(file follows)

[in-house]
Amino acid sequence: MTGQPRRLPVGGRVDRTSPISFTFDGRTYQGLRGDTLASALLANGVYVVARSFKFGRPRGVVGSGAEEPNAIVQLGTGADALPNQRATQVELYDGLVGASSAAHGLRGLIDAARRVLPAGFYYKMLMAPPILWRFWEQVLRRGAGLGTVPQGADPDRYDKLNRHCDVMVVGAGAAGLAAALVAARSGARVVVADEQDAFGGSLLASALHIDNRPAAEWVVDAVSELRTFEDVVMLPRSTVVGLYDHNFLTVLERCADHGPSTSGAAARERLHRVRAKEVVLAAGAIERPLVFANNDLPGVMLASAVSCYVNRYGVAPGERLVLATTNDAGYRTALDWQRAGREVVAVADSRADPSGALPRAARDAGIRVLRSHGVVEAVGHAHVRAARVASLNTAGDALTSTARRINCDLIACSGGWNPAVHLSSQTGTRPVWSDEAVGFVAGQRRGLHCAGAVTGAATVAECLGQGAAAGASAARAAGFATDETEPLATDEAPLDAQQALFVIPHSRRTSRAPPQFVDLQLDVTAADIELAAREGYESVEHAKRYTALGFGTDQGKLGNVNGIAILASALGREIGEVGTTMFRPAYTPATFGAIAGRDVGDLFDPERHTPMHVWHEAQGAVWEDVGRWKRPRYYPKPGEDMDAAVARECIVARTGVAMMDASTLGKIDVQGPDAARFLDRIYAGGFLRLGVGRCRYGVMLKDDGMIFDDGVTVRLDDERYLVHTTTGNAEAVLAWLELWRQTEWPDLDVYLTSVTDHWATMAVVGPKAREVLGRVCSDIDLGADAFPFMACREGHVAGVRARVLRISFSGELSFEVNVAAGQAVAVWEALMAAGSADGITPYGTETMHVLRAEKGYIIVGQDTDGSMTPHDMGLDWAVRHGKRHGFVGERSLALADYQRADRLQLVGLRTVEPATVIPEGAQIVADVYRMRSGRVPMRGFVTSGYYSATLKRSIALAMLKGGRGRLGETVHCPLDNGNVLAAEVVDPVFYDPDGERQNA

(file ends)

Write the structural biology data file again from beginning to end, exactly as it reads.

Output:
[in-house]
Amino acid sequence: MTGQPRRLPVGGRVDRTSPISFTFDGRTYQGLRGDTLASALLANGVYVVARSFKFGRPRGVVGSGAEEPNAIVQLGTGADALPNQRATQVELYDGLVGASSAAHGLRGLIDAARRVLPAGFYYKMLMAPPILWRFWEQVLRRGAGLGTVPQGADPDRYDKLNRHCDVMVVGAGAAGLAAALVAARSGARVVVADEQDAFGGSLLASALHIDNRPAAEWVVDAVSELRTFEDVVMLPRSTVVGLYDHNFLTVLERCADHGPSTSGAAARERLHRVRAKEVVLAAGAIERPLVFANNDLPGVMLASAVSCYVNRYGVAPGERLVLATTNDAGYRTALDWQRAGREVVAVADSRADPSGALPRAARDAGIRVLRSHGVVEAVGHAHVRAARVASLNTAGDALTSTARRINCDLIACSGGWNPAVHLSSQTGTRPVWSDEAVGFVAGQRRGLHCAGAVTGAATVAECLGQGAAAGASAARAAGFATDETEPLATDEAPLDAQQALFVIPHSRRTSRAPPQFVDLQLDVTAADIELAAREGYESVEHAKRYTALGFGTDQGKLGNVNGIAILASALGREIGEVGTTMFRPAYTPATFGAIAGRDVGDLFDPERHTPMHVWHEAQGAVWEDVGRWKRPRYYPKPGEDMDAAVARECIVARTGVAMMDASTLGKIDVQGPDAARFLDRIYAGGFLRLGVGRCRYGVMLKDDGMIFDDGVTVRLDDERYLVHTTTGNAEAVLAWLELWRQTEWPDLDVYLTSVTDHWATMAVVGPKAREVLGRVCSDIDLGADAFPFMACREGHVAGVRARVLRISFSGELSFEVNVAAGQAVAVWEALMAAGSADGITPYGTETMHVLRAEKGYIIVGQDTDGSMTPHDMGLDWAVRHGKRHGFVGERSLALADYQRADRLQLVGLRTVEPATVIPEGAQIVADVYRMRSGRVPMRGFVTSGYYSATLKRSIALAMLKGGRGRLGETVHCPLDNGNVLAAEVVDPVFYDPDGERQNA